Is Commercial Speech Free Speech?
Imagine two solicitors on the mall or similar common area of a typical public college or university campus. One distributes literature in support of a political cause; the other hands out pamphlets that advertise a cellular telephone service.
Which solicitor’s activity is protected by the U.S. Constitution’s free speech guarantees under the First Amendment? The answer: both.
Since 1976, the U.S. Supreme Court has held that the First Amendment also precludes government from wholesale regulation of commercial speech, which the Court defines as expression “related solely to the economic interests of the speaker and its audience.”
Not all advertising enjoys First Amendment safeguards; false or misleading solicitation is not protected by the Constitution.
But courts now hold that any attempt by public entities (such as public postsecondary institutions) to control commercial speech must advance a “substantial” government interest, and may not be more extensive than necessary to serve that interest.
What does that mean for a school that wants to outlaw the presence of certain kinds of
advertising on its campus? According to a California federal court, it meant that a community college district in that state could not prohibit commercial advertising for alcoholic beverages and tobacco.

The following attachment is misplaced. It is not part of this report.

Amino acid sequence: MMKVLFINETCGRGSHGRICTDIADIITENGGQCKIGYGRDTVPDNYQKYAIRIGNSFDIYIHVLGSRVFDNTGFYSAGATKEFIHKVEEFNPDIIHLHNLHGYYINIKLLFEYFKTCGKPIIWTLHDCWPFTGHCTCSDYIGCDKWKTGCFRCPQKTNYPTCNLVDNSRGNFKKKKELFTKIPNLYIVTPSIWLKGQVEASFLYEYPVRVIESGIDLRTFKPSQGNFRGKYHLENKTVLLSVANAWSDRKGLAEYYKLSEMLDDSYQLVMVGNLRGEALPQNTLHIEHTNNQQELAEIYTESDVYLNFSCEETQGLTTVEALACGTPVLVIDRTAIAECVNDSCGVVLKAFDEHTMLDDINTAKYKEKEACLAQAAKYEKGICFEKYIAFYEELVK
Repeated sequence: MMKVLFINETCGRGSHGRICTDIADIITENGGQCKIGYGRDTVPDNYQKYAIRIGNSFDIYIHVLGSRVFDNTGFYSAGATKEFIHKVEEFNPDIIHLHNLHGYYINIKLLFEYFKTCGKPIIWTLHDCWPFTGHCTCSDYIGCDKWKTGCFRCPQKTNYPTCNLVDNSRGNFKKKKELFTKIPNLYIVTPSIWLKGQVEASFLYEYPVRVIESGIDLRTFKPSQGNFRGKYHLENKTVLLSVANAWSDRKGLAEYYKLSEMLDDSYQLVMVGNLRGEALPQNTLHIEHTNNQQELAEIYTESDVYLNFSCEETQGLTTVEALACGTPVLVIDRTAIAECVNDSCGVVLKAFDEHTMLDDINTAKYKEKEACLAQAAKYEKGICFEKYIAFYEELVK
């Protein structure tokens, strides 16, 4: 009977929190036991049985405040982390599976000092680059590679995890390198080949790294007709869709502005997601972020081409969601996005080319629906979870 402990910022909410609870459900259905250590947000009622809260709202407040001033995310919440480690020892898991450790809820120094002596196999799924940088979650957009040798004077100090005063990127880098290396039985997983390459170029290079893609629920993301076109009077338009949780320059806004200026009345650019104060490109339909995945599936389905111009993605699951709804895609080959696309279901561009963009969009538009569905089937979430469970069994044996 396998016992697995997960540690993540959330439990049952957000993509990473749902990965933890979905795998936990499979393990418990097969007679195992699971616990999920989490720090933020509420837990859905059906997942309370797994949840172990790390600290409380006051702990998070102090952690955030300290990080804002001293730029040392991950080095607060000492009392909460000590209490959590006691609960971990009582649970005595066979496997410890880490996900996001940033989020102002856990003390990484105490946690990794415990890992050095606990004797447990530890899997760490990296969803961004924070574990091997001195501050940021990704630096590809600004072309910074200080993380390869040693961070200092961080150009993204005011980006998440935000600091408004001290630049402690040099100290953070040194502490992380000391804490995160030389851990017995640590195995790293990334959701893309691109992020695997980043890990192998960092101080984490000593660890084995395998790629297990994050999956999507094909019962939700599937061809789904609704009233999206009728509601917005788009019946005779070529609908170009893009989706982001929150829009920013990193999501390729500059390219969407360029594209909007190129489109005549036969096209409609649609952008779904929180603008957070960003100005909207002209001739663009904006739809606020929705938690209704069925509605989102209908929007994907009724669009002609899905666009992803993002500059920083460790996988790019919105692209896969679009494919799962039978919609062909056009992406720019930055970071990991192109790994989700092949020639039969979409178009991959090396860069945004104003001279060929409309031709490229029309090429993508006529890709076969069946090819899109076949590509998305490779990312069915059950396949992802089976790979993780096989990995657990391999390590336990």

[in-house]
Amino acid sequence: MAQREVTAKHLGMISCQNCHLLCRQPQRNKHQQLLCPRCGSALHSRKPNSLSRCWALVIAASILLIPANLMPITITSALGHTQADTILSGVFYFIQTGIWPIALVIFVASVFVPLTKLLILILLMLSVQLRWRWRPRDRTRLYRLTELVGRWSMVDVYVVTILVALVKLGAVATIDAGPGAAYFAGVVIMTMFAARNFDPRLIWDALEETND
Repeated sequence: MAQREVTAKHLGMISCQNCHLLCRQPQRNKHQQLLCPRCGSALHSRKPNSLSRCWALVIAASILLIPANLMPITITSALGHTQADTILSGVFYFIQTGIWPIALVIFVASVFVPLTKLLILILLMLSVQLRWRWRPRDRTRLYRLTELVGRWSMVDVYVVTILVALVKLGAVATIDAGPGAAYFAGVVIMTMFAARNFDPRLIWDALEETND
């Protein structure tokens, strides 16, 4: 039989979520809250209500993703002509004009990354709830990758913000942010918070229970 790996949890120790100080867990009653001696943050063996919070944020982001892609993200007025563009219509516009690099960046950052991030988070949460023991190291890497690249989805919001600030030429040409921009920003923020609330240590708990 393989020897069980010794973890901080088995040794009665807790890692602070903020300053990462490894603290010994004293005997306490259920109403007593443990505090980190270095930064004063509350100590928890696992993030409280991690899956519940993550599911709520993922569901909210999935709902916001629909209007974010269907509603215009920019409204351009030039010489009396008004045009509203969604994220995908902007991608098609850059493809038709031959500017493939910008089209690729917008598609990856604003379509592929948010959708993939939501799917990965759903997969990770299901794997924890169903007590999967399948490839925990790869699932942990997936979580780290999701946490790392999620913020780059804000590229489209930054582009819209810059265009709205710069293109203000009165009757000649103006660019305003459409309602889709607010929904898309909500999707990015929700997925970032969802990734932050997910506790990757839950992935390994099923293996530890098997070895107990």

In Khademi v. South Orange Community College District (a 2002 decision), the court found that no “compelling governmental interest” was served in banning commercial speech with such content.
More recently, a federal court struck down a Pennsylvania statute that banned advertising for alcoholic beverages in newspapers, yearbooks and similar publications by public institutions.
In Pitt News v. Pappert, the U.S. Court of Appeals for the Third Circuit found that a ban on advertising in college newspapers would not achieve the legitimate governmental interest of curbing underage drinking.
On behalf of the court, Judge Alito (who would later be named to the U.S. Supreme Court) wrote that even if students did not see liquor ads in their college newspapers, they would “still be exposed to a torrent of beer ads on television and the radio, and . . . see alcoholic beverage ads in other publications” that were widely available on campus.
The Constitution does not require that a public institution serve as an advertising marketplace. When an institution seeks to distinguish between commercial and non-commercial speech, or restrict certain kinds of commercial speech on the basis of content, the school’s actions must not offend the First Amendment rights of the advertiser.
Published in the Spring 2006 Edition of In Brief